SQL-standard function body

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SQL-standard function body

Peter Eisentraut-6
This adds support for writing CREATE FUNCTION and CREATE PROCEDURE
statements for language SQL with a function body that conforms to the
SQL standard and is portable to other implementations.

Instead of the PostgreSQL-specific AS $$ string literal $$ syntax,
this allows writing out the SQL statements making up the body
unquoted, either as a single statement:

      CREATE FUNCTION add(a integer, b integer) RETURNS integer
          LANGUAGE SQL
          RETURN a + b;

or as a block

      CREATE PROCEDURE insert_data(a integer, b integer)
      LANGUAGE SQL
      BEGIN ATOMIC
        INSERT INTO tbl VALUES (a);
        INSERT INTO tbl VALUES (b);
      END;

The function body is parsed at function definition time and stored as
expression nodes in probin.  So at run time, no further parsing is
required.

However, this form does not support polymorphic arguments, because
there is no more parse analysis done at call time.

Dependencies between the function and the objects it uses are fully
tracked.

A new RETURN statement is introduced.  This can only be used inside
function bodies.  Internally, it is treated much like a SELECT
statement.

psql needs some new intelligence to keep track of function body
boundaries so that it doesn't send off statements when it sees
semicolons that are inside a function body.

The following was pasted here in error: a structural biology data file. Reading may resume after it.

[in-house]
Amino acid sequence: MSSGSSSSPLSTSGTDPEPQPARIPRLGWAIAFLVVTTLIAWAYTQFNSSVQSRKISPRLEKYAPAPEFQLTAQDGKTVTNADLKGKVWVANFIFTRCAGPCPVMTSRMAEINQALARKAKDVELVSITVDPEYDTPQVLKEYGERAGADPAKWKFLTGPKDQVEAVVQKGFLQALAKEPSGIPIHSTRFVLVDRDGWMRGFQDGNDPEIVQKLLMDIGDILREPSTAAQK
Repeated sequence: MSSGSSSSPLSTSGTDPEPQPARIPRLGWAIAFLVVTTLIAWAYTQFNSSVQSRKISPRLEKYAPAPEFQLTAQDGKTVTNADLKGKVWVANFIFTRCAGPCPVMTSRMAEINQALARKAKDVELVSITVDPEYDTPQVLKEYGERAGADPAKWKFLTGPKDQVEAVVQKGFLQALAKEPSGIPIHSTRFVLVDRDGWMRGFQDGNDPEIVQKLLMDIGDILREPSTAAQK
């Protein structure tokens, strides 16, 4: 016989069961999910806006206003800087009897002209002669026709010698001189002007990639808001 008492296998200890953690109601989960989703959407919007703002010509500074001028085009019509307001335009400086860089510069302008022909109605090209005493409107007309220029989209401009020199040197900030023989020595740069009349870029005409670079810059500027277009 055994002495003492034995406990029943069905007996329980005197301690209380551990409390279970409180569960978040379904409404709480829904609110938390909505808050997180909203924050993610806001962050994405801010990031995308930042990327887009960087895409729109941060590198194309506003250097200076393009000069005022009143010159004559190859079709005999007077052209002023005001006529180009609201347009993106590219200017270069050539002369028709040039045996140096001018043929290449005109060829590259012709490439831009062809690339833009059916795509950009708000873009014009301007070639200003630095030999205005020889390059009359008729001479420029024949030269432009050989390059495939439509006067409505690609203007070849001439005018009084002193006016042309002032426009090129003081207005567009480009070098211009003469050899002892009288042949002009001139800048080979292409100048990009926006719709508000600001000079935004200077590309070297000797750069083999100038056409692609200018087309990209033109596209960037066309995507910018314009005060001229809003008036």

Also, per SQL standard, LANGUAGE SQL is the default, so it does not
need to be specified anymore.

Note: Some parts of the patch look better under git diff -w (ignoring
whitespace changes) because if/else blocks were introduced around
existing code.

TODOs and discussion points:

- pg_dump is not yet supported.  As a consequence, the pg_upgrade
tests don't pass yet.  I'm thinking about changing pg_dump to use
pg_get_functiondef here instead of coding everything by hand.  Some
initial experimenting showed that this would be possible with minimal
tweaking and it would surely be beneficial in the long run.

- The compiled function body is stored in the probin field of pg_proc.
This matches the historical split similar to adsrc/adbin, consrc/conbin,
but this has now been abandoned.  Also, this field should ideally be of
type pg_node_tree, so reusing probin for that is probably not good.
Seems like a new field might be best.

- More test coverage is needed.  Surprisingly, there wasn't actually any
test AFAICT that just creates and SQL function and runs it.  Most of
that code is tested incidentally, but there is very little or no
targeted testing of this functionality.

- Some of the changes in pg_proc.c, functioncmds.c, and functions.c in
particular were jammed in and could use some reorganization after the
basic ideas are solidified.

--
Peter Eisentraut              http://www.2ndQuadrant.com/
PostgreSQL Development, 24x7 Support, Remote DBA, Training & Services

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Re: SQL-standard function body

Robert Haas
On Tue, Jun 30, 2020 at 1:49 PM Peter Eisentraut
<[hidden email]> wrote:
> This adds support for writing CREATE FUNCTION and CREATE PROCEDURE
> statements for language SQL with a function body that conforms to the
> SQL standard and is portable to other implementations.

With what other implementations is it compatible?

> The function body is parsed at function definition time and stored as
> expression nodes in probin.  So at run time, no further parsing is
> required.
>
> However, this form does not support polymorphic arguments, because
> there is no more parse analysis done at call time.
>
> Dependencies between the function and the objects it uses are fully
> tracked.
>
> A new RETURN statement is introduced.  This can only be used inside
> function bodies.  Internally, it is treated much like a SELECT
> statement.
>
> psql needs some new intelligence to keep track of function body
> boundaries so that it doesn't send off statements when it sees